Cold War spy stations and nice beaches line Latvia’s ‘Baltic Highway’

On the road to Riga! Cold War spy stations and glitzy beaches line Latvia’s ‘Baltic Highway’

  • Mark Porter drove a section of the ‘Baltic Highway’, which hugs Latvia’s coastline
  • A 300-mile strip of perfect white seaboard stretches from Estonia to Lithuania
  • The last stop is Riga, where there’s a Baltic ‘temple to gastronomy’, in a library

Coo-ey, breakfast, shouts Dzeneta from the verandah of her farmhouse. I open the creaky gate of the picket fence and make my way back from the beach, stuffing a shell into my trouser pocket.

Here on the Baltic shore of Cape Kolka sandcastles have replaced Soviet machine gun towers and the shriek of children playing in the dunes drowns ghostly echoes of the past. 

The white sand stretches north to the Estonian border and south to the frontier with Lithuania, a 300-mile swathe of perfect white seaboard.

Last port of call: Latvia’s lively capital is the final stop on a trip along the ‘Baltic Highway’

Last port of call: Latvia’s lively capital is the final stop on a trip along the ‘Baltic Highway’

We are driving a section of the ‘Baltic Highway’, the road that follows Latvia’s beautiful coastline. The Cape marks the stormy latitude at which the Baltic Sea collides with the Gulf of Riga.

Trees ripped from the ground during a winter hurricane in 2005 are scattered like spillikins across the sandscape, semi-buried symbols of turbulent times. 

Latvia is the largest of the three Baltic nations and has been independent since the collapse of the Soviet Union in 1990. For centuries Swedes fought Germans before the Soviets and the Nazis marched in and claimed it for most of the 20th century.

By contrast, here in Courland a small community of Finnish settlers has lived quietly since the Dark Ages, eking out a peaceful existence.

Dzeneta is one of the 200-strong surviving members of the local tribe, known as Livs and also the owner of Usi farm, where we are staying . ‘The tanks have been and gone, but we have stayed. We pray the Russians leave us alone,’ she says. She points to places of interest on a map I have just smeared with butter.

‘Come back in the winter and you can cross-country ski the length of Latvia, along the beach!’ Outside the rich and colourful port of Ventspils we stop at a restored Cold War spy station used for eavesdropping on the West. ‘I dare you to ask whether it is now being used to spy on the Russians,’ I say to my friend, Ana. Neither of us dares.

We cut inland for the medieval town of Kuldiga and dine at the Goldingen Room on the ancient square opposite the town hall.

Somewhat incongruously, we eat haute Mediterranean cuisine in a moody setting. I risk a glass of wine from the excellent list then drive into the forest to find Maras Manor, the lovingly restored home of our wonderful guide, Ilga, and her German husband. With its impeccable hospitality and acres of creaking wood, it is one of the finest chambres d’hotes I have ever stayed in.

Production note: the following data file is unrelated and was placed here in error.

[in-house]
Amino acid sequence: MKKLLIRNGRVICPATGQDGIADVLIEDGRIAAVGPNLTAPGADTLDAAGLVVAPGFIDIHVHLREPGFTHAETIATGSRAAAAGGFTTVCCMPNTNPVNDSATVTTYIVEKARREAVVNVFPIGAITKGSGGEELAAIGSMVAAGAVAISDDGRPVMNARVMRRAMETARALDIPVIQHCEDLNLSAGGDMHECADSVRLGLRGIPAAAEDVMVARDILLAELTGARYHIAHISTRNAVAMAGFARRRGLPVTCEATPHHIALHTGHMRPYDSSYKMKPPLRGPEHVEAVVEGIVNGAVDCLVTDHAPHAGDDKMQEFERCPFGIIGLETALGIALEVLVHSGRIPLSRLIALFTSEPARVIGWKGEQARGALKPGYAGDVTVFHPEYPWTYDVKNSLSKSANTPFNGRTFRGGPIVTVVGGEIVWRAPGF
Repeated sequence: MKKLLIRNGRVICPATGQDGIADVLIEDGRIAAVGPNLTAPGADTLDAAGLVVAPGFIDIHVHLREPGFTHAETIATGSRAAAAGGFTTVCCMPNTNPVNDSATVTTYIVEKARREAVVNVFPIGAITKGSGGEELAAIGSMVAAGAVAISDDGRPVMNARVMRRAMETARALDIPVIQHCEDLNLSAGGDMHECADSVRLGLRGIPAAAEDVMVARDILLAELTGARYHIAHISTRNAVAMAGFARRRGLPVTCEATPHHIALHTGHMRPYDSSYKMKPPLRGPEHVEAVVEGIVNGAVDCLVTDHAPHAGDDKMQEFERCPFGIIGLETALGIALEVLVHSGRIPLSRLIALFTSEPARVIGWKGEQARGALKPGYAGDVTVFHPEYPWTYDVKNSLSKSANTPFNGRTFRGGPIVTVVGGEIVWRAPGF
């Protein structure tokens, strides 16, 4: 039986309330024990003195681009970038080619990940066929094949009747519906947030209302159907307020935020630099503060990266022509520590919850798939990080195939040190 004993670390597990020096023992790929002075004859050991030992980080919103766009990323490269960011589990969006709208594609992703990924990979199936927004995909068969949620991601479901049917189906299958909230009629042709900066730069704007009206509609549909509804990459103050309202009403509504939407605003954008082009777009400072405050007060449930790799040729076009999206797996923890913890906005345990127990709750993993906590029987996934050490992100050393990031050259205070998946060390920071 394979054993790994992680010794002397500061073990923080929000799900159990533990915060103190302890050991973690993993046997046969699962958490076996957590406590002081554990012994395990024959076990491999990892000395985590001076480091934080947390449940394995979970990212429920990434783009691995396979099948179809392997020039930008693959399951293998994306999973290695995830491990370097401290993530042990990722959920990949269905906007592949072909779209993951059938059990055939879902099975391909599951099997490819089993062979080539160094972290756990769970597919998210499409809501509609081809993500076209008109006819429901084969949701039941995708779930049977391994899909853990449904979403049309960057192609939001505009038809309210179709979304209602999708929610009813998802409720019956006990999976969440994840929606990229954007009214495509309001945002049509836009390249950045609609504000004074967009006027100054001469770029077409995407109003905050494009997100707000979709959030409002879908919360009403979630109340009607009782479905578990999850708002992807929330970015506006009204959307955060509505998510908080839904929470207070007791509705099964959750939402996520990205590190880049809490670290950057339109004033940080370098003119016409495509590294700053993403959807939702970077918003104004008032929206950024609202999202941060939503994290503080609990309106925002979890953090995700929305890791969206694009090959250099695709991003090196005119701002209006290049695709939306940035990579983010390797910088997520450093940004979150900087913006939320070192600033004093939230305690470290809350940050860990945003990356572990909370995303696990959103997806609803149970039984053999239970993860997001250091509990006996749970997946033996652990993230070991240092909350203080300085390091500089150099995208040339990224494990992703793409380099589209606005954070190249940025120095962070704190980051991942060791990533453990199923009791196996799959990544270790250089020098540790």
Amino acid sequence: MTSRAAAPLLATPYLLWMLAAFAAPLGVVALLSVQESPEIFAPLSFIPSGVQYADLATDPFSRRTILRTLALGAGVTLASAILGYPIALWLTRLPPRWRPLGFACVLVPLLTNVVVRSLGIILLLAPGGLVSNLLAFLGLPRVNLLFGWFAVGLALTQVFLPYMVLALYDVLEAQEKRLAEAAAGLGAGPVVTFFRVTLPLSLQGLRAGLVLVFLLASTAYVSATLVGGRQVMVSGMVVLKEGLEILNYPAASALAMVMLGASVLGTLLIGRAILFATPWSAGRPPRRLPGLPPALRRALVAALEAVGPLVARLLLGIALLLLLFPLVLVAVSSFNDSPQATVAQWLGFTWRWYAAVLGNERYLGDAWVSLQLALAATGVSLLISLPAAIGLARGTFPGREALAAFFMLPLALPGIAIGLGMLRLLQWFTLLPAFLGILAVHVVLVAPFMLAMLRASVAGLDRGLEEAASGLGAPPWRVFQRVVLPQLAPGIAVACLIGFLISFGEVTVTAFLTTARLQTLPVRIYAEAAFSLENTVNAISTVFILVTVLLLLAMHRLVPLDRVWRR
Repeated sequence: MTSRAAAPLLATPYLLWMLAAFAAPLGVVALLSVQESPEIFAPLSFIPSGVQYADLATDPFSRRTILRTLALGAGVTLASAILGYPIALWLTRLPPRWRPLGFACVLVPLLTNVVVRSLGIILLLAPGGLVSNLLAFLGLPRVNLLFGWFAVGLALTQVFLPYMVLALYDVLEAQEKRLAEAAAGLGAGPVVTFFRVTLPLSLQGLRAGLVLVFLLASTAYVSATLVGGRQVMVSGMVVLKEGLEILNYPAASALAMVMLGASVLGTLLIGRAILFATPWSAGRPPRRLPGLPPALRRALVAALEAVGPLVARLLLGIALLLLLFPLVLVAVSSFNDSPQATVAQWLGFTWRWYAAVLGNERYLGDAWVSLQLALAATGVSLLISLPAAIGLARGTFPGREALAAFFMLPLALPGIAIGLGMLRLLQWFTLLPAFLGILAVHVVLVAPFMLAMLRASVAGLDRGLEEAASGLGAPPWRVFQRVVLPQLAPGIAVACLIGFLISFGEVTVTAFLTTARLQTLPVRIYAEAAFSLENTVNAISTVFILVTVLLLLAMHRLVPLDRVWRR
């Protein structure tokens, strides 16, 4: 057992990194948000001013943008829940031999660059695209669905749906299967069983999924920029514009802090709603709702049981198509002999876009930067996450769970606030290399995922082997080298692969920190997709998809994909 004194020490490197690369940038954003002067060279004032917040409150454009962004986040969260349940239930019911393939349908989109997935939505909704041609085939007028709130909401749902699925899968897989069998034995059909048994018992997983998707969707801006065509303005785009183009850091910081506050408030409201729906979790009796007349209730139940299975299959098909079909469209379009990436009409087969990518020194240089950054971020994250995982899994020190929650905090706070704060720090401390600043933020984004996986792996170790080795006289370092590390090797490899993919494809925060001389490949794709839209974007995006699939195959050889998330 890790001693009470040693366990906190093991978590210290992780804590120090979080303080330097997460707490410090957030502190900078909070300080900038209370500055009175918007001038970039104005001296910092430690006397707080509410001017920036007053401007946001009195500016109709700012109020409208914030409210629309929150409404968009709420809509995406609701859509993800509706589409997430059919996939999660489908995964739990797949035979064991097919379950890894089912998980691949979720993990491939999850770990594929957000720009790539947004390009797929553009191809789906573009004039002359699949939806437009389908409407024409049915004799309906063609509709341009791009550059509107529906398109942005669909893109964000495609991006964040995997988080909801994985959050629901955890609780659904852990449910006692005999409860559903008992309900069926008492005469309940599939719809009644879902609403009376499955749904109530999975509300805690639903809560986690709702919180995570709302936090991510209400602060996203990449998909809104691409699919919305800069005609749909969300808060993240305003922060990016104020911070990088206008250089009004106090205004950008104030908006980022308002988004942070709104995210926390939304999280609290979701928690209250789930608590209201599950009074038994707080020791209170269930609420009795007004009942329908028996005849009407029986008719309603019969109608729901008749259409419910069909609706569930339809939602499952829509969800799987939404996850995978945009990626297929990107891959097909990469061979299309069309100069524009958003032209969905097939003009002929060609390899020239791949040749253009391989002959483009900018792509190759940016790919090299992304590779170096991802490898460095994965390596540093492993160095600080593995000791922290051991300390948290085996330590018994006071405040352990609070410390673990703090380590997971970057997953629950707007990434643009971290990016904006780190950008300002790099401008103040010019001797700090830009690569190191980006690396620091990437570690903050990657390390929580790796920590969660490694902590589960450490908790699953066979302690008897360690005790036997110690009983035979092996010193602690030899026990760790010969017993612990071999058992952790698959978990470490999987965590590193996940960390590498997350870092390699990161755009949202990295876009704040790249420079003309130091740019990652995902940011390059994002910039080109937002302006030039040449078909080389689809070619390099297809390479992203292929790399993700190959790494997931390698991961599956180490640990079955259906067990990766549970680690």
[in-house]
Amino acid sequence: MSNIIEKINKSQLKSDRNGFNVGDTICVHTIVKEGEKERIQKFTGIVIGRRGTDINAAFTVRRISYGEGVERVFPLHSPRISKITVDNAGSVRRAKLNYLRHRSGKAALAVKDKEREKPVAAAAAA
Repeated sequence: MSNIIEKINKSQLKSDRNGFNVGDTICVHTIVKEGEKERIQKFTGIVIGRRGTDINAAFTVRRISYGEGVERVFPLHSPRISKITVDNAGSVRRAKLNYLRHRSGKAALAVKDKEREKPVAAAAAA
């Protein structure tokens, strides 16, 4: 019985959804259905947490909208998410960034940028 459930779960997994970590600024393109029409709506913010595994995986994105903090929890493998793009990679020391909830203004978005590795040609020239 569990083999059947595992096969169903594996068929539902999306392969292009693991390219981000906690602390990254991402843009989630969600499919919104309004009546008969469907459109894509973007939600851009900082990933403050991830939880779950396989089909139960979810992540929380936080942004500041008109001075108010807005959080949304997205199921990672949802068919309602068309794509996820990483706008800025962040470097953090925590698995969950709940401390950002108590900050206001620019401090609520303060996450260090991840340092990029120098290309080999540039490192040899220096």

The next day we head to the naval port of Karosta, adjoining the town of Liepaja, near the border with Lithuania. Off-limits in Soviet times, it housed the Atlantic submarine fleet and there’s a gruesome military jail where for €17 (£15) you can spend the night. ‘But I wouldn’t if I were you,’ says our guide, a former prison guard. ‘You won’t like it.’

Beyond the barbed wire is a domed Russian Orthodox Cathedral and in town we walk through a lively market to get to the House of Craftsmen, where the largest amber in the world resides. Here, women toil on looms and weave baskets.

North up the Baltic highway is Jurmala, where many of Russia’s super-rich own holiday homes. From our penthouse room at the groovy Semarah Lielupe spa hotel, we see that they are not so much homes as mini palaces. ‘Jurmala is Cannes and Martha’s vineyard all in one,’ coos Ana. She’s looking down at the shopping street. I steer her to the gorgeously wide beach, then the hotel spa for a steam bath.

Our last stop is Riga, where we check into the four-star Semarah Hotel Metropole, the grand old lady of the capital. Well run and reasonably priced, it is handily placed between the station and Riga Old Town.

Majestic: The golden domes of the St Nicholas Orthodox Sea Cathedral in Liepaja

Majestic: The golden domes of the St Nicholas Orthodox Sea Cathedral in Liepaja

Romans, the hotel’s obliging gofer, organises a trip around the fabulous art nouveau quarter and provides us with a highly-cultivated guide. Juris Berze was Michael Portillo’s local architectural expert for his TV series Great Continental Railway Journeys.

Our last night is at the opulent Grand Palace Hotel. In the marbled cocktail bar, the air is distinctly smoky.

I ask the waiter. ‘If our guests want to smoke, they smoke.’ Russians like to smoke. And there’s nothing wrong with the smell of a Montecristo A. No trip to Riga would be complete without testing some of its great restaurants.

Biblioteka N°1 is where chef Maris Jansons — the Heston Blumenthal of Latvia — has created a contemporary Baltic temple to gastronomy, in a library.

With its open kitchen and modern cooking, 3 Chefs in the Old Town, is the buzziest spot to be seen.

Rocket Bean Roastery, in an old sock factory, is where Michelin-starred chef Arturs Taskans combines beetroot with chocolate and cooks up a storm in one of Riga’s newest ventures.

Let’s just say, I’ve developed a taste for Latvia.


Air Baltic flies from Gatwick to Riga from £85 return, Doubles at the Metropole from £44, Maras Manor from £48, Grand Palace Hotel from £133, The Lielupe from £71, Car hire via Hertz at Riga Airport,


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